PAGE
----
Our son says that he’s enjoying this story, and I’ve no reason to doubt him. He’s not shy about telling us when he doesn’t! During our recent three days off due to what was allegedly snow somewhere up a nearby mountain, I put on The Shape of Things to Come for a second spin, and he was pretty emphatic he never wants to see it again. Me neither, in fact.

But he is oddly incurious. During parts five and six, we finally see Iain Cuthbertson acting more like a traditional villain, some actual person that our heroes oppose instead of a chain of supernatural events. We still don’t know the specifics, but he’s the baddie, and so we can pose more direct questions: do you think Matthew and Adam will stop him? Can they rescue Sandra? He’s not all that concerned. This is a story in which to get swept up and carried away, and we’ll see how it ends next time.

One thing he did note was “Hey, I saw a funny green and black flash there.” As some of these screencaps suggest, the presentation on Acorn Media’s Region 1 DVD hasn’t really been reconstructed or restored. I’m not sure that HTV had the greatest technical facilities when this was first made in the fall of 1976. The master tapes definitely show their age. They don’t look as bad as many of the 1970s Sid and Marty Krofft videotape programs look, but it’s kind of a humbling thought just how close we’re getting to losing a lot of the television from this period entirely. Most American drama from the 1970s was made on 35mm film, and the more successful and demanded shows have been restored already. But the lousy quality of this, and the Krofft series, makes me wonder about the videotape comedy shows that didn’t succeed and were quickly canceled. Has anybody in any archive anywhere checked on The Waverly Wonders or On the Rocks or Hot l Baltimore lately to see whether the tapes even play?

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Children of the Stones 1.5 – Charmed Circle

Hey, John Woodnutt shows up in this one! He plays Iain Cuthbertson’s character’s butler.

There’s a television trope that I have always hated, where the hero goes to fetch authorities after the discovery of a body, and when they get back, the body has vanished. It aggravated me particularly this time, because Adam goes to get help… and the other characters who could have stayed behind, where Dai’s body was, went back to the museum. About which, I was incorrect last time. Dai wasn’t crushed; Adam believes that he had a heart attack.

But there’s still something going on with time. That clay amulet that Dai had been using, and which had shattered, has only three shards remaining. The other three shards were unearthed years before, along with the skeleton of the man who had been crushed and killed centuries ago.

And we finally have a better understanding of what’s turning all of the villagers into the “happy day” zombies. Everyone who dines with Hendrick, as Margaret and Sandra do this time, get to experience a white light from space coming into his house at a precise second… this is so creepy and so entertaining, and whatever Hendrick is up to, I love the way that Iain Cuthbertson plays him so formally and makes him seem so ordinary. He’s a great villain.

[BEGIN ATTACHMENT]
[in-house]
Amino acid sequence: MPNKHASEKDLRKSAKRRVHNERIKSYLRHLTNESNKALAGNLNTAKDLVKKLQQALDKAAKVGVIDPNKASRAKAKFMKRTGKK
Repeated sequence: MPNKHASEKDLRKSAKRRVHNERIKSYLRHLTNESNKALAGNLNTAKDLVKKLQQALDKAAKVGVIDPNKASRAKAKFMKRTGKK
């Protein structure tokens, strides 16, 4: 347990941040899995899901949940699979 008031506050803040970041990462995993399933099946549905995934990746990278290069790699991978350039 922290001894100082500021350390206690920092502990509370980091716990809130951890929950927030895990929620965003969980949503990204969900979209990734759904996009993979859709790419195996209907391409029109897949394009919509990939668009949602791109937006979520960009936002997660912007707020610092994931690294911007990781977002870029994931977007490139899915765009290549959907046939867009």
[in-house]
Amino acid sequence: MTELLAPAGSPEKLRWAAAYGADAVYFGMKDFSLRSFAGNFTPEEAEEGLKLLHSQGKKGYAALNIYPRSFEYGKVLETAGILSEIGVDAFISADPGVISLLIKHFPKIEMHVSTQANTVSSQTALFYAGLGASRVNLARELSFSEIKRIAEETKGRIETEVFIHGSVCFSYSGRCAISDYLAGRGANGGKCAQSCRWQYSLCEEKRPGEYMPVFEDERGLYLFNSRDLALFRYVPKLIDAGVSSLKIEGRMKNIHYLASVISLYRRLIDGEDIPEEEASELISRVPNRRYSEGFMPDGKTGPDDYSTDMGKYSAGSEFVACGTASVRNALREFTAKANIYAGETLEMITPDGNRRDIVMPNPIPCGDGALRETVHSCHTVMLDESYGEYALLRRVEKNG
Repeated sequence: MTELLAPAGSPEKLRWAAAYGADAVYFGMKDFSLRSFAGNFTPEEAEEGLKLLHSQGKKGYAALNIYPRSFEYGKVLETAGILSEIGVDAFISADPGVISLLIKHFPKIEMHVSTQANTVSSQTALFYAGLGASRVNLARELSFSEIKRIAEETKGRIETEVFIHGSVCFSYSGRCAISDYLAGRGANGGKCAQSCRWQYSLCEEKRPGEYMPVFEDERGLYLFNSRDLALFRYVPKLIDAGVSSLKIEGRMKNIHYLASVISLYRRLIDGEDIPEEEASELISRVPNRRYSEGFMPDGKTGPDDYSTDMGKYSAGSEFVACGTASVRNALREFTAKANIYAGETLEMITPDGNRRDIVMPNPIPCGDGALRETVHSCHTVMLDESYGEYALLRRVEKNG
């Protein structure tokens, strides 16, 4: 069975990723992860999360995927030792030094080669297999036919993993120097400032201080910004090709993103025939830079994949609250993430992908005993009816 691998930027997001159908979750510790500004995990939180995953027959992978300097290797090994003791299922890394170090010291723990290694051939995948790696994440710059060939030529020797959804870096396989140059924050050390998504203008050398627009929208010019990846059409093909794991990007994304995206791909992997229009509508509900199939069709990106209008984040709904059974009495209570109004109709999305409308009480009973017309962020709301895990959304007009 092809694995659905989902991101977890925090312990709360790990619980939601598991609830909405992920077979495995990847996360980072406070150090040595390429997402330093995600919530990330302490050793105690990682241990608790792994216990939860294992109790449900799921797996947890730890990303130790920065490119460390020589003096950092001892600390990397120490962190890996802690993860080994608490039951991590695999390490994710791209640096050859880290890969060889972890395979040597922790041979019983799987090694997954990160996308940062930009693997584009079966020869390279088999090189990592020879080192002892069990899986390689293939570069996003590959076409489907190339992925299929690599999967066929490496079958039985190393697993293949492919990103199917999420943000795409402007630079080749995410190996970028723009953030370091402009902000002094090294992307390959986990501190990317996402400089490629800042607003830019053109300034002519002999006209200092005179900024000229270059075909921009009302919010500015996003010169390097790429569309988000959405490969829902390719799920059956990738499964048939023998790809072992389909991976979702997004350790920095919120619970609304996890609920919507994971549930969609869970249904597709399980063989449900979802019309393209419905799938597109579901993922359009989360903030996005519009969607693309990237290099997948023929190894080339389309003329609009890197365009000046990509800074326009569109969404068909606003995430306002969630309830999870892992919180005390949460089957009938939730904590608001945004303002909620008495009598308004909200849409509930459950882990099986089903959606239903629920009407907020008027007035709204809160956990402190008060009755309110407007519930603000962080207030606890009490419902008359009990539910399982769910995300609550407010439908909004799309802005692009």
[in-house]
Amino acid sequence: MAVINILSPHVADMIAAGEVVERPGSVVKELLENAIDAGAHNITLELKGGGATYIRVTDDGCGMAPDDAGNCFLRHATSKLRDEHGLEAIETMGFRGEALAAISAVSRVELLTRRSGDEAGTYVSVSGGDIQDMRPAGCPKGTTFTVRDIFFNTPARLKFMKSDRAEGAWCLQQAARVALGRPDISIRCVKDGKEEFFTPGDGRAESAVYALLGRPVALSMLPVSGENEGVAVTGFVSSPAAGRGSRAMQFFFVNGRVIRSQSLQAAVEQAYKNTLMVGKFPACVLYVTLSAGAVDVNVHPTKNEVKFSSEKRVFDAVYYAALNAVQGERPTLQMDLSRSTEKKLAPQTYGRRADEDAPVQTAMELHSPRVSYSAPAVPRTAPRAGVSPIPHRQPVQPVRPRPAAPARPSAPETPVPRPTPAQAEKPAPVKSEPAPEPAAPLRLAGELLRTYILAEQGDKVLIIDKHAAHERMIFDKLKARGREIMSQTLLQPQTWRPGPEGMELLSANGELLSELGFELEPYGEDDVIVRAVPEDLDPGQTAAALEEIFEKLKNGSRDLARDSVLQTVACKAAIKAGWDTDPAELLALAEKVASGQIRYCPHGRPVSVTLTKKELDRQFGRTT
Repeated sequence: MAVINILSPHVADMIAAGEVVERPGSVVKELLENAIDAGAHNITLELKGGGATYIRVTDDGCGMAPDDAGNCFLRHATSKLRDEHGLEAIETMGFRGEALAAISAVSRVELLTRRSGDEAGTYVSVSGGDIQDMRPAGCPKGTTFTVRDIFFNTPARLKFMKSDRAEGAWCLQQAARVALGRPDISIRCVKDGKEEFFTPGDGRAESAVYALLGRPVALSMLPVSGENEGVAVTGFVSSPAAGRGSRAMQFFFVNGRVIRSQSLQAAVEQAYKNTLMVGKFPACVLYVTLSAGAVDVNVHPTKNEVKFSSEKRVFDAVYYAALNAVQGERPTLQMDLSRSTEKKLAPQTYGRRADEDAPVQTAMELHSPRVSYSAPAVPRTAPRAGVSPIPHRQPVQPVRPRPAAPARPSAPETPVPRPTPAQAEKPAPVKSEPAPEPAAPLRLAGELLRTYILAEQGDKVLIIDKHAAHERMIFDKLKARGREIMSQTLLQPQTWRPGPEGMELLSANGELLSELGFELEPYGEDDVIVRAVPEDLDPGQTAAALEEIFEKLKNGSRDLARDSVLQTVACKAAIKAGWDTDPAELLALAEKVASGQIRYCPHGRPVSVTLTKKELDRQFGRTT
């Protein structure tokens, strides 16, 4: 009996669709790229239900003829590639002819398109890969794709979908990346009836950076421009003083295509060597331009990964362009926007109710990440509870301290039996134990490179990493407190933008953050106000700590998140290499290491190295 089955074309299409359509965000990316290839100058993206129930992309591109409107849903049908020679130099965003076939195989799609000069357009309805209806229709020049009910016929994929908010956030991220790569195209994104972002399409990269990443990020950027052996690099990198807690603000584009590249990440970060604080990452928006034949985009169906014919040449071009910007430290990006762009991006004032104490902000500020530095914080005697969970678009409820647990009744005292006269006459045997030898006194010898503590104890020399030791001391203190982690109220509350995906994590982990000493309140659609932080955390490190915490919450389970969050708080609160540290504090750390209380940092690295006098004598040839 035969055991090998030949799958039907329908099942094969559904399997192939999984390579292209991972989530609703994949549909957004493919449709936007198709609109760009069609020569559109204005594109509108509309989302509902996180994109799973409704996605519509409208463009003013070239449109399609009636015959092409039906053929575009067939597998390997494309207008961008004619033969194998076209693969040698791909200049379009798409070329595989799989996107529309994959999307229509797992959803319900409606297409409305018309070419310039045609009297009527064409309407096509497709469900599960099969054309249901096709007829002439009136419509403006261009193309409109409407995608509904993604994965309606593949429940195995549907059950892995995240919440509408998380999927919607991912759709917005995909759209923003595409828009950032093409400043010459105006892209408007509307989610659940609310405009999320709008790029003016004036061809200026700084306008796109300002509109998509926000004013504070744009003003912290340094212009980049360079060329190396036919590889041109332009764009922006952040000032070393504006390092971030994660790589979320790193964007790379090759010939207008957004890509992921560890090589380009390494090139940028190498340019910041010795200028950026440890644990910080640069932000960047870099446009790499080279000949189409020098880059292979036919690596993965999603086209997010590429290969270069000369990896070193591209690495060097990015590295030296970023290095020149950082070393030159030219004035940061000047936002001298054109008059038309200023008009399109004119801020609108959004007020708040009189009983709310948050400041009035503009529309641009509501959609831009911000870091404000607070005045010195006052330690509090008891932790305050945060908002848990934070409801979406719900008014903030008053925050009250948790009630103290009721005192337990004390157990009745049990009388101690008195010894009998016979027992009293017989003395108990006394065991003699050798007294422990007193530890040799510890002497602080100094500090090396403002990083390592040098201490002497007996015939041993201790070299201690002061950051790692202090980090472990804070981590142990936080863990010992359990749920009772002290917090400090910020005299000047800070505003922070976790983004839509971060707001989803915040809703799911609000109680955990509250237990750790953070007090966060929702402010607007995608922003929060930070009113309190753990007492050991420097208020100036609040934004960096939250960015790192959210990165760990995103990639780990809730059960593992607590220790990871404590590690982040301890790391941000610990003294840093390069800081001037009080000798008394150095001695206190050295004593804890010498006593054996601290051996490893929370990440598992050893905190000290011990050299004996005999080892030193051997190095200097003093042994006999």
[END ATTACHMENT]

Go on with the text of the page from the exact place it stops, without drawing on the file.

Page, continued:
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Children of the Stones 1.4 – Narrowing Circle

Well, I am just incredibly pleased with this story. It’s magnificently creepy and cerebral, and, sadly, a little above our son’s head. Because we don’t know what is destroying the identities of the villagers, because we can’t say “It’s Azal, last of the Dæmons, turning everybody into ‘Happy Day’ zombies,” I think that he’s not sure that there’s a threat, just a series of weird occurrences. He says that this is weird, and then realization that this really is menacing comes after we go over the episode with him.

The midpoint of the story, for the original commercial break, is downright chilling, with Freddie Jones’ tramp character, Dai, huddled before a fire, clutching his clay amulet, terrified of something. And this leads into the revelation that there’s apparently a time travel component to the story as well. Centuries ago, one of the stones fell over and crushed a man, who was buried underneath it for the many, many years it took to unearth his skeleton. It’s now part of the village museum. Dai realizes, before any of the others do, that Kevin Lyle and his father – the 50th and 51st residents of the village – have been taken over. His amulet cracks and he flees.

The kids catch sight of Dai on a hill, but when they get to the top, they see only another giant stone on the plain below them. Sandra’s mother assures them there can’t be a stone there, and when they all go to look again, there’s only Dai’s crushed and dead body. Did a stone travel through time to repeat the events of centuries before?

I’ll tell you what’s got me worried: Sandra and her mother make 53 inhabitants, and there are 53 stones. Adam and Matthew make 55… and that strange painting shows only two people making it out of whatever’s happening. This doesn’t look like it’s going to end well.

We will leave it there for a couple of days and give our son a little break to watch something that may be more exciting, possibly with a helicopter chase or something. You might be surprised what’s coming up tomorrow night.